No matter what your feelings on Jay Leno may be (especially if you’re current time slot rival Jimmy Kimmel), there’s no denying that he’s just as capable of stepping on toes as he is getting viewers to tune in to his show. Now with the rumblings that NBC is ready to boot the host (again) and replace him with a younger, hipper guy (again! … only this time it would be Jimmy Fallon), will Leno’s faithful fans stick with The Tonight Show, go elsewhere, or tune out at 11:35 PM for good?
Even though Leno is biting the hand that feeds him by mocking the floundering NBC on an almost nightly basis, insiders are baffled as to why the network would dare get rid of him. As Tim Malloy over at The Wrap muses, Leno would be “the only one losing his job in late night — even though he’s beating the guys who are keeping theirs.”
Bill Gorman, the co-founder of television ratings website TV by the Numbers, broke down the current averages of the season to date for the late night shows and their respective hosts for Hollywood.com:
- The Tonight Show, Leno: 0.8 adults 18-49 rating, 3.5 million total viewers
- The Late Show, Letterman: 0.7 adults 18-49 rating, 3.1 million total viewers
- Jimmy Kimmel Live, 0.7 adults 18-49 rating, 2.6 million total viewers (avg. since his show moved to 11:35 in January)
Meanwhile Leno’s proposed replacement, Late Night host Fallon, who is on at the later 12:35 AM time slot, has a “0.5 rating, 1.7 million total viewers season to date.” So where would Leno’s devoted fans in the coveted 18-49 demo go? Will they move to rival David Letterman, who, like Leno, sways to an older crowd? Or will they abandon network TV for good and instead flip to cable for, say, The Daily Show or The Colbert Report? (As Gorman notes, “On a week to week basis, [Jon] Stewart and [Stephen] Colbert‘s shows are now pretty close to the broadcast shows among adults 18-49, but draw about half as many total viewers.”)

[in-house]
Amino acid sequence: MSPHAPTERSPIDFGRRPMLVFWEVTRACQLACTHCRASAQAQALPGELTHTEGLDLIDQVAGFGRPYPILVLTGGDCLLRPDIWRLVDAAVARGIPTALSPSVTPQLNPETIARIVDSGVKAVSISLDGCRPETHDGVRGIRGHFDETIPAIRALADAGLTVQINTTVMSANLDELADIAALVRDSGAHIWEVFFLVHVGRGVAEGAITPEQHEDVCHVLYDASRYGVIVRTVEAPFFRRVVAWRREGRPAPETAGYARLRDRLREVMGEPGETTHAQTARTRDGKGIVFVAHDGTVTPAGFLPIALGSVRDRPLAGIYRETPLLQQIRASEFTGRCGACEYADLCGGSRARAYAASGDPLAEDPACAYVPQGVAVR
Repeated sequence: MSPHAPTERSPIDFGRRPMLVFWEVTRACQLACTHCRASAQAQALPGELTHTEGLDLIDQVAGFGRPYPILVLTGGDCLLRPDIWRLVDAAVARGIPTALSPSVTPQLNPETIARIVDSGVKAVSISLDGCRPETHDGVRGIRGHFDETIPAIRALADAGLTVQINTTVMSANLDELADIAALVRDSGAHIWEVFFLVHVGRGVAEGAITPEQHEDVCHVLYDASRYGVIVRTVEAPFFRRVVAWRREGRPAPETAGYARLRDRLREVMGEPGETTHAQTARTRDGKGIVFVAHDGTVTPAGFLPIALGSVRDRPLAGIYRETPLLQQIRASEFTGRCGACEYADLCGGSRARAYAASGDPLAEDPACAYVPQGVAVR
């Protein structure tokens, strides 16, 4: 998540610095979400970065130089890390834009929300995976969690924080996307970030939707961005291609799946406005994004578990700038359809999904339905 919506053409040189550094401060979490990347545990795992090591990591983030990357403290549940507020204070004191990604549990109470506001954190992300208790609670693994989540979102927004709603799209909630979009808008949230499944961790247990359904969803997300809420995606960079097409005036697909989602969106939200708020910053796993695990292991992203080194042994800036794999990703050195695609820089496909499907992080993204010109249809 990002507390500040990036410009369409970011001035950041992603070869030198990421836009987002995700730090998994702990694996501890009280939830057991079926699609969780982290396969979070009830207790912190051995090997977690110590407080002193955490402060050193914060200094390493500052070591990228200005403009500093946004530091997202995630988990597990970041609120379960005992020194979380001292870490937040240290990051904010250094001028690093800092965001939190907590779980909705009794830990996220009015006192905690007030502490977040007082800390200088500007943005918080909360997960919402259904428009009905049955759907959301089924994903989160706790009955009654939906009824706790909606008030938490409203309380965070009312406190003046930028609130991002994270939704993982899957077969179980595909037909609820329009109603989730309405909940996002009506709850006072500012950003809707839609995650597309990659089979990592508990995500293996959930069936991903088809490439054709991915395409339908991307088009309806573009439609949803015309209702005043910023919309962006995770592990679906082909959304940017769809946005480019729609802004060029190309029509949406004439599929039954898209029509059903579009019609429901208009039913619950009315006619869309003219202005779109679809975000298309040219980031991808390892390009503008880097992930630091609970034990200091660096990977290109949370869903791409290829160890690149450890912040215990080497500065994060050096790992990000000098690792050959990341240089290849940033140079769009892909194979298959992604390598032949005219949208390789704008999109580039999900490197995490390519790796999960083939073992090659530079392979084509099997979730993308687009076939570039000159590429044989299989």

Michael Schneider of TV Guide Magazine, lends his expertise on the subject to Hollywood.com: “In this fragmented TV world, if Leno leaves The Tonight Show, his audience would likely be spread far and wide — it’s unlikely one show would be the beneficiary.”
“If Letterman outlasts Leno, he’d pick up some of those viewers. Some might stick around to check out Fallon or try Kimmel, but others will likely move on to news shows, syndicated repeats or even their DVR,” Schneider adds. “If Arsenio [Hall]‘s still on the air at that point (he launches this fall), he could very well pick up a chunk of Leno’s audience. But in the end, once Leno’s show goes away, his audience may choose another, powerfully seductive late-night competitor: Sleep.”
If you’re a Leno fan, will you continue to tune into The Tonight Show or jump ship for good? Will you tune into the other late night programs? Let us know in the comments section!
[Photo Credit: Hollywood.com Illustration]